TWIN FALLS, Idaho (KMVT/KSVT) - According to the American Cancer Society, more than 8,000 new cancer cases will be diagnosed in 2019 in Idaho. Monday marks World Cancer Day and KMVT spoke to a Twin Falls woman who shared her battle and has message for others.
"When I found out about it, I was really dizzy. Really dizzy. Couldn’t stop spinning and went into the doctor and found a tumor was like the size of my fist," explained Shilo Hoxie, a cancer survivor.
She was diagnosed with a form of brain cancer three times, going through surgery each time.
"The first time was in June 2009," she said.
The second time was in April 2012 and the third was in May of 2017.
"I don’t have very good short term memory. I struggle with that," she explained. "Also putting my sentences together is one of the most obvious ones. It’s just something that you live with and just move on. I'm alive, I don’t care."
Brian Oswalt, Hoxie's husband said they met when she was in the beginning of her second procedure. Now, they have kids.
"Really? Is what my thought was," he said laughing, as KMVT asked what his thoughts were on the third time she was diagnosed. "Because she’s gone through so much already and here she has to make that choice and go through it again."
Brain cancer is not on the list of top five for most incidence rates, however, cancer is the leading cause of death in Idaho, according to a physician with St. Luke's Mountain States Tumor Institute.
"It counts for approximately 22 percent of deaths in Idaho," said Dr. Jared Manning.
Lung cancer is the leading cancer death in the state from 2012-2016 for both men and women.
"Not all cancer means a death sentence. There's a lot we can do about cancer as long as we catch it early," Manning said. "Not all cancers are the same either. There are some 'good cancers,' if you can say that, and there are some cancers that are not so good."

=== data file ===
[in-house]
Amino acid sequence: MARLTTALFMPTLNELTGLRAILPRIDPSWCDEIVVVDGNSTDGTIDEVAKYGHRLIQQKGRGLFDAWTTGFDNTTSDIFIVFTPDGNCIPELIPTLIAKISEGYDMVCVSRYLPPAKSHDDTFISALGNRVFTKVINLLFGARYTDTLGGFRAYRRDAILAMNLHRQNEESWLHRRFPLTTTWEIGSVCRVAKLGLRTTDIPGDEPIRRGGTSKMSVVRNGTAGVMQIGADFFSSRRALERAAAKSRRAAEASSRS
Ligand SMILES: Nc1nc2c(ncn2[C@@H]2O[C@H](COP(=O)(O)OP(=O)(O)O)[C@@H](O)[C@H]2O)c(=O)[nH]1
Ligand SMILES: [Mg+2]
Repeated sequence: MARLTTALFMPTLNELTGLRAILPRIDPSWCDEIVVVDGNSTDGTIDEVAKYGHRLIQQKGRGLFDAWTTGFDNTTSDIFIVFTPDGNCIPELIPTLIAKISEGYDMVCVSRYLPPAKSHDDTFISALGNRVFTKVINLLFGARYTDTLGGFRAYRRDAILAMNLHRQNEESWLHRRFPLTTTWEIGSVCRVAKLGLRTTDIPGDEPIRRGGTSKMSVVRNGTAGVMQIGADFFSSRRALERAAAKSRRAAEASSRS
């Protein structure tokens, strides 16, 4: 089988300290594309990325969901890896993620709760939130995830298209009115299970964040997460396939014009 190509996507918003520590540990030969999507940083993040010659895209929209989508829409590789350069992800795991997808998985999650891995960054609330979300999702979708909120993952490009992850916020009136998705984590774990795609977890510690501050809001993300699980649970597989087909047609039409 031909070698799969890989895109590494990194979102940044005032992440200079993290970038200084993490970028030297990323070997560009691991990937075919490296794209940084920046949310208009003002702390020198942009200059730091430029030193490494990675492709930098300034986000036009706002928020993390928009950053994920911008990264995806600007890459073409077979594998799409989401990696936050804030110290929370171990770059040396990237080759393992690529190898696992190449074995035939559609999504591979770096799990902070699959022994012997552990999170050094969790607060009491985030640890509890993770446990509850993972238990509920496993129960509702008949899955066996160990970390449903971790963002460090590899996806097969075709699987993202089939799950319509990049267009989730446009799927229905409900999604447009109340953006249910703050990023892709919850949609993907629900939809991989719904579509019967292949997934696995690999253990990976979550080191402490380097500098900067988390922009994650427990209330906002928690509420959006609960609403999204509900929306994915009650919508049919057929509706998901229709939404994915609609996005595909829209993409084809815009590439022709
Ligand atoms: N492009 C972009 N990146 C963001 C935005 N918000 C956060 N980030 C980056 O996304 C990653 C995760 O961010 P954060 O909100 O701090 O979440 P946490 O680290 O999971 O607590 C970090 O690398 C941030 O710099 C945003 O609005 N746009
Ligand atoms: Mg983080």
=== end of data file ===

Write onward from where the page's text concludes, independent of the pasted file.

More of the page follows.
While he recommends early screening to increase chances of living after a diagnoses, he said many don't get screened because it could correlate with socioeconomic status.
Idaho also ranks 51 in the nation for breast cancer screening rates.
"I encourage people to get screening. I've seen a number of people diagnosed with more advanced cancers be it breast, lung, colon, prostate," he continued. "In part, they were concerned that they were kind of afraid of knowing and that prevented them from screening early and their outcome would’ve been different if they had screening early."
A sentiment both Hoxie and Oswalt echo.
"It's a rough, tough road for anyone to go down. Unfortunately, the best thing to do for families and people to do is to pay attention to diet, if you see something, get it checked out, because early treatment helps prevention way better than late," Oswalt said.
He wants others who has loved one going through the situation to be understanding and ask questions.
"The hardest thing is to not be able to help, but there are so many other ways that you can help, that it helps make up for that," he said. "Add your support and ask doctors questions, don’t be afraid to speak your opinion out there. You’re just as scared as she is and so if you both can kind of get an understanding and the more information you gain, the easier you both can cope."
Hoxie recently had a scan and it came out clean. Her next one is in a few months.
"I put my effort forth in everything to stay here because I want to be a grandma. My babies are young and I have a long way to go," she said. "I mean if you’re going to be here, you’re going to be here because you’re going to fight it to the fullest and I believe in that."